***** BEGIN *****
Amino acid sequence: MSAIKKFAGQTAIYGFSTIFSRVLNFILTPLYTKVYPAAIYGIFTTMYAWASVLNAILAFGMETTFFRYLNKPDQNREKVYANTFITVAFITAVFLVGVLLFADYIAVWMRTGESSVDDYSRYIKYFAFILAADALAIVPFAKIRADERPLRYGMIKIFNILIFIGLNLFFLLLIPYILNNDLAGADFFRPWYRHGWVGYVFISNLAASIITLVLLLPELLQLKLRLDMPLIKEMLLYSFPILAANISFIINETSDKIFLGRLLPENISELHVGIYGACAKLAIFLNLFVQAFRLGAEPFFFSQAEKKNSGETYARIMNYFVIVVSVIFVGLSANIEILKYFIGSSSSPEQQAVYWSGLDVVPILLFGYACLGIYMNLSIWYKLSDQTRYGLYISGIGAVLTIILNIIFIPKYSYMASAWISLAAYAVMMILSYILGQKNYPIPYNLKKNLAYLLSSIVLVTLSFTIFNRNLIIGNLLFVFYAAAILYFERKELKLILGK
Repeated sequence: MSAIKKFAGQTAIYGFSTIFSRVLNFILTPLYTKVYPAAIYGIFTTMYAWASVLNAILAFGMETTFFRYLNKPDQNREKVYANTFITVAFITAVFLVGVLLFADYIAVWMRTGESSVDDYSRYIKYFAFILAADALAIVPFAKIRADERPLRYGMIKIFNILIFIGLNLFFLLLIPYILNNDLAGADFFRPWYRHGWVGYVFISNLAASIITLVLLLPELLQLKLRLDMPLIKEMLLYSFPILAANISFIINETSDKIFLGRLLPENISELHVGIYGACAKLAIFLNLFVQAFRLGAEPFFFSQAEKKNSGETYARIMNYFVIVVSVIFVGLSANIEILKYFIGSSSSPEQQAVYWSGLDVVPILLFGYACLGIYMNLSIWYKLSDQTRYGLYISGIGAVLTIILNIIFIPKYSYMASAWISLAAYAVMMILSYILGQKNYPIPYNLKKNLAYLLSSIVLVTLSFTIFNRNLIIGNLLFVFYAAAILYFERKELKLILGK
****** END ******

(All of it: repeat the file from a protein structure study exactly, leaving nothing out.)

Amino acid sequence: MSAIKKFAGQTAIYGFSTIFSRVLNFILTPLYTKVYPAAIYGIFTTMYAWASVLNAILAFGMETTFFRYLNKPDQNREKVYANTFITVAFITAVFLVGVLLFADYIAVWMRTGESSVDDYSRYIKYFAFILAADALAIVPFAKIRADERPLRYGMIKIFNILIFIGLNLFFLLLIPYILNNDLAGADFFRPWYRHGWVGYVFISNLAASIITLVLLLPELLQLKLRLDMPLIKEMLLYSFPILAANISFIINETSDKIFLGRLLPENISELHVGIYGACAKLAIFLNLFVQAFRLGAEPFFFSQAEKKNSGETYARIMNYFVIVVSVIFVGLSANIEILKYFIGSSSSPEQQAVYWSGLDVVPILLFGYACLGIYMNLSIWYKLSDQTRYGLYISGIGAVLTIILNIIFIPKYSYMASAWISLAAYAVMMILSYILGQKNYPIPYNLKKNLAYLLSSIVLVTLSFTIFNRNLIIGNLLFVFYAAAILYFERKELKLILGK
Repeated sequence: MSAIKKFAGQTAIYGFSTIFSRVLNFILTPLYTKVYPAAIYGIFTTMYAWASVLNAILAFGMETTFFRYLNKPDQNREKVYANTFITVAFITAVFLVGVLLFADYIAVWMRTGESSVDDYSRYIKYFAFILAADALAIVPFAKIRADERPLRYGMIKIFNILIFIGLNLFFLLLIPYILNNDLAGADFFRPWYRHGWVGYVFISNLAASIITLVLLLPELLQLKLRLDMPLIKEMLLYSFPILAANISFIINETSDKIFLGRLLPENISELHVGIYGACAKLAIFLNLFVQAFRLGAEPFFFSQAEKKNSGETYARIMNYFVIVVSVIFVGLSANIEILKYFIGSSSSPEQQAVYWSGLDVVPILLFGYACLGIYMNLSIWYKLSDQTRYGLYISGIGAVLTIILNIIFIPKYSYMASAWISLAAYAVMMILSYILGQKNYPIPYNLKKNLAYLLSSIVLVTLSFTIFNRNLIIGNLLFVFYAAAILYFERKELKLILGK